Posts Tagged ‘desert plants’

As I pointed out in an earlier post, there’s a lot more to the Desert Botanical Garden that the Chihuly installation, stunning as it is. Let’s walk a bit looking at what the desert has to offer. You did notice that it’s the Desert Botanical Garden, not the Chihuly Botanical Garden. I thought you did.

Cacti aren’t just thorns. Many of them have beautiful flowers in season as well. But you might want to avoid trying to pick them or do so with the utmost care. Of course here you shouldn’t pick at all!

Before you ask, no, I don’t know what this is. But if you do, feel free to let us all know. (Yes, I’m too lazy/too busy to try to look it up online.)

Humans aren’t the only ones enjoy the Garden, although this butterfly appears to be attempting to pass as a flower.

Another Seussian sighting? I’m pretty sure this might be Thing 1…or maybe Thing 2. Who can tell them apart??

We ❤ the Desert Botanical Garden and it must be “Mutual, I’m sure.” (Hint: “White Christmas.)

That’s our walk for today. Thanks for coming along to see just a tiny, tiny bit of what the desert has to offer. Sorry I don’t have any dessert for you, but I did have desert–so close! 🙂

I promised you more of the Desert Botanical Gardens and I aim to keep that promise. If Jo’s walking today, this is my walk for her. Although the desert is mostly about cacti (the plural of cactus), and cacti have beautiful flowers, if there’s enough water and the temperature is right, you can get other flowers as well. Outback Steakhouse has their Bloomin’ Onion, but the bloomin’ desert is prettier and has way less calories!!

Although flowers can get up close and personal with cacti, I suggest you keep a respectful distance and always watch where you walk. Here you just have to stay on the path, but if you’re elsewhere, keep your eyes open. As it warms up, you always have to watch for rattlesnakes, not here probably but elsewhere. My husband’s seen several on the path along the canal where he rides his bike. I, fortunately, have yet to have that wonderful experience. I can wait.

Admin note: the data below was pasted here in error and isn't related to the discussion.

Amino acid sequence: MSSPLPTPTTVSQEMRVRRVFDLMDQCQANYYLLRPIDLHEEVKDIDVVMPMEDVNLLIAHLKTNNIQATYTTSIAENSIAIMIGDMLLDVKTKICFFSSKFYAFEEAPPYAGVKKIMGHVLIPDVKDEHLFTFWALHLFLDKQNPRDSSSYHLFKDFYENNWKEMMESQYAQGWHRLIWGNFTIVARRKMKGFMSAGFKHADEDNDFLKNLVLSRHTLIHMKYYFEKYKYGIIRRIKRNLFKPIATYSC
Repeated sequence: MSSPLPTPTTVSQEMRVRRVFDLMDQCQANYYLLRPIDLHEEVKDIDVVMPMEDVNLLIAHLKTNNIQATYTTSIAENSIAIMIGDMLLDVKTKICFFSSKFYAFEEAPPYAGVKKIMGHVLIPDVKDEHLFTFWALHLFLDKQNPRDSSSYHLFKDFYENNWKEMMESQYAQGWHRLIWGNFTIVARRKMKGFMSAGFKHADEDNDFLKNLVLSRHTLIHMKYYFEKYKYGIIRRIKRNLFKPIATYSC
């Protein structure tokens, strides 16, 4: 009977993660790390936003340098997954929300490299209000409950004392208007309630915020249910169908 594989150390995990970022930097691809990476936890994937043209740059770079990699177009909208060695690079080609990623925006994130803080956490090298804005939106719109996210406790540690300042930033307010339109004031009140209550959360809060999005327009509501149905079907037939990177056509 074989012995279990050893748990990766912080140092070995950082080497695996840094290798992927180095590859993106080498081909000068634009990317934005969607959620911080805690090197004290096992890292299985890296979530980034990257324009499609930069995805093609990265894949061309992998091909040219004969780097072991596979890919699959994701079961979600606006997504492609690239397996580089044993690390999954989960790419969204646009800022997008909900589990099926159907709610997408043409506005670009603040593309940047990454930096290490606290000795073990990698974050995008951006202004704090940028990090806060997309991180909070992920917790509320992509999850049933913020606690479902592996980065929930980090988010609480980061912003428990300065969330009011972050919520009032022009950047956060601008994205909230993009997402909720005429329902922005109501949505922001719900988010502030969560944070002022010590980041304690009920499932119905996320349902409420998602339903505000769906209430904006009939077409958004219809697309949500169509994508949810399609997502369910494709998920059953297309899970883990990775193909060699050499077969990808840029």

We weren’t the only ones appreciating the flowers. The netting’s in place as protection from birds and critters of various kinds who might wish to express their appreciation for what they consider edible flowers and plants in a more destructive way.

It was wonderful to see all the color, but just all the green, whatever its source, was a joy as well. To have both was perfect.

With a name like that, you’d expect something special…and you’d get it. I’m not sure if fairies use it for dusting or if you dust fairies with it, but either way I’d love to have a supply of them in my cleaning closet or in my garden.

© janet m. webb

I’ll be posting this from the Pacific side of Costa Rica!! I’m excited to be headed for a new place with our older daughter, a mother-daughter trip. I won’t be online much but I don’t want to miss the “Macro” challenge. My entries are two photos from outside my parents’ house in Mesa, Arizona. Hope you enjoy them and your week.

To see all the photos, go to http://lensandpensbysally.wordpress.com/2014/02/10/phoneography-challenge-your-phone-as-your-lens-macro-and-check-new-themes-added

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If you follow my blog, you already know I’m on vacation in the Phoenix, Arizona area with limited internet access.  My first entry for “Macro” is from one of the cactus plants in my parents’ natural yard.  The spines don’t deter the birds, however, and there’s a next not far from my photo of one of the cactus fruits.  Serendipitously,  the location of the spines reminds me of some bizarre (is there any other kind?) of costume Madonna might wear or a space alien who clutches victims to her voluptuous bosom, stabbing them with the poisonous spines.

The second, more prosaic but still beautiful, photo is of the buds of a hyacinth that I didn’t get out of the pot and into the ground in time and which decided to bloom again during the winter.  Both photos were taken with my iPad and only cropped.

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